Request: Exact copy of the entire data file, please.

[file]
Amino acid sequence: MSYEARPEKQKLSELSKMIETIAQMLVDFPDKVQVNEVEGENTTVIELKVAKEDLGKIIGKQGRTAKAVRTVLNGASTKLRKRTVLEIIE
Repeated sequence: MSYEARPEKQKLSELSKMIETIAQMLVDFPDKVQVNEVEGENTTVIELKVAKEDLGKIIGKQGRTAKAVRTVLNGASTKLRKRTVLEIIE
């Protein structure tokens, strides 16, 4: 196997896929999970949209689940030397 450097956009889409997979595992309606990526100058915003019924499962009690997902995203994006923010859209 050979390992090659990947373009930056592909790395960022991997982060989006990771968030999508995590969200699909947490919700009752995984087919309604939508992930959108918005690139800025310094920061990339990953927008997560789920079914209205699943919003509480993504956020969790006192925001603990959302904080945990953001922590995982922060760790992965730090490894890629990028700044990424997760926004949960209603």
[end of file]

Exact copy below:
Amino acid sequence: MSYEARPEKQKLSELSKMIETIAQMLVDFPDKVQVNEVEGENTTVIELKVAKEDLGKIIGKQGRTAKAVRTVLNGASTKLRKRTVLEIIE
Repeated sequence: MSYEARPEKQKLSELSKMIETIAQMLVDFPDKVQVNEVEGENTTVIELKVAKEDLGKIIGKQGRTAKAVRTVLNGASTKLRKRTVLEIIE
């Protein structure tokens, strides 16, 4: 196997896929999970949209689940030397 450097956009889409997979595992309606990526100058915003019924499962009690997902995203994006923010859209 050979390992090659990947373009930056592909790395960022991997982060989006990771968030999508995590969200699909947490919700009752995984087919309604939508992930959108918005690139800025310094920061990339990953927008997560789920079914209205699943919003509480993504956020969790006192925001603990959302904080945990953001922590995982922060760790992965730090490894890629990028700044990424997760926004949960209603």